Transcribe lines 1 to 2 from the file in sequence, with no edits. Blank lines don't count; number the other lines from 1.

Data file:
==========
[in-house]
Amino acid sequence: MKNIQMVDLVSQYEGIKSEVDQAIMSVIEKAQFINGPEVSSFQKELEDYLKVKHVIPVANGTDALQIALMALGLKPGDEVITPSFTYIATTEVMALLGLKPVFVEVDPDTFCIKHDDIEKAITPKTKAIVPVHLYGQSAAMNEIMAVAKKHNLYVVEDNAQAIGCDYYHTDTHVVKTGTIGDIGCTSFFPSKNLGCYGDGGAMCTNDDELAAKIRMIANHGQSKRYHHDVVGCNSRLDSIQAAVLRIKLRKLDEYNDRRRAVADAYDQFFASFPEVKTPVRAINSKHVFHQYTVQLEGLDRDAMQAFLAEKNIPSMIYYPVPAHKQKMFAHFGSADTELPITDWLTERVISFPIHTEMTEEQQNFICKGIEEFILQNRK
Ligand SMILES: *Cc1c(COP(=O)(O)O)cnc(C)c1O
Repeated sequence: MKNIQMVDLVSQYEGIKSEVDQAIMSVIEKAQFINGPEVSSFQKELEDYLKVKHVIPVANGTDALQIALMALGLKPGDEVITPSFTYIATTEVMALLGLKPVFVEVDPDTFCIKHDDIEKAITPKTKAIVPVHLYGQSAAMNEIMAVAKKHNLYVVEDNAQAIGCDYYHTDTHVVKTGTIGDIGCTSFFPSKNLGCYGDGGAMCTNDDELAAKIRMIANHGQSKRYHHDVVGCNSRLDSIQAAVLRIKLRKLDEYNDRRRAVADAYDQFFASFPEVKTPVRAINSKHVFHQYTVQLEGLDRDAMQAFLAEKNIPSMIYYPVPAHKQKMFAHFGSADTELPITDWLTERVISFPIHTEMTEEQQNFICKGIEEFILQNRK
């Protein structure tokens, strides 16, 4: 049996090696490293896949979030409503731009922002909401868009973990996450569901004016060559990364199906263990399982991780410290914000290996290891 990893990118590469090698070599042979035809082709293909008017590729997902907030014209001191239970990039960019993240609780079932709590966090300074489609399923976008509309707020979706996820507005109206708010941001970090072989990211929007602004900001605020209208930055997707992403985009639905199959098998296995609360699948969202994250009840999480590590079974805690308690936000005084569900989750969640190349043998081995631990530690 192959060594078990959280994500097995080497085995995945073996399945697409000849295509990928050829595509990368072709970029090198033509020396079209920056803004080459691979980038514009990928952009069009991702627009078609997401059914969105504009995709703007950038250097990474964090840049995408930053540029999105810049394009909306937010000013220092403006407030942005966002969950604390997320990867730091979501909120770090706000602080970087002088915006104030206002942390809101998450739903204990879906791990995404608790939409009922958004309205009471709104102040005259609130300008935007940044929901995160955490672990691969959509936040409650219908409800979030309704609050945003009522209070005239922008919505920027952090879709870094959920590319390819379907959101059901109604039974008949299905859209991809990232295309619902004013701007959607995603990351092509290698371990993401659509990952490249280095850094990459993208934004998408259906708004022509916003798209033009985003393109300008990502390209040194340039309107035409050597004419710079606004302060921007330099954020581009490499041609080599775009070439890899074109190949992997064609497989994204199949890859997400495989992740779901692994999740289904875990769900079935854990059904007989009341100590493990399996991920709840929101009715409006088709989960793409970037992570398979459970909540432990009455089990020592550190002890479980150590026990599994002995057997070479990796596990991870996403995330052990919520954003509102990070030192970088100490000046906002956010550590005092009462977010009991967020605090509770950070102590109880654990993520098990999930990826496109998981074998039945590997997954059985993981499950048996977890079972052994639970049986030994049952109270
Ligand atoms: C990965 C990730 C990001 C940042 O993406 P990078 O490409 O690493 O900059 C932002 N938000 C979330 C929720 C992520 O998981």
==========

[in-house]
Amino acid sequence: MKNIQMVDLVSQYEGIKSEVDQAIMSVIEKAQFINGPEVSSFQKELEDYLKVKHVIPVANGTDALQIALMALGLKPGDEVITPSFTYIATTEVMALLGLKPVFVEVDPDTFCIKHDDIEKAITPKTKAIVPVHLYGQSAAMNEIMAVAKKHNLYVVEDNAQAIGCDYYHTDTHVVKTGTIGDIGCTSFFPSKNLGCYGDGGAMCTNDDELAAKIRMIANHGQSKRYHHDVVGCNSRLDSIQAAVLRIKLRKLDEYNDRRRAVADAYDQFFASFPEVKTPVRAINSKHVFHQYTVQLEGLDRDAMQAFLAEKNIPSMIYYPVPAHKQKMFAHFGSADTELPITDWLTERVISFPIHTEMTEEQQNFICKGIEEFILQNRK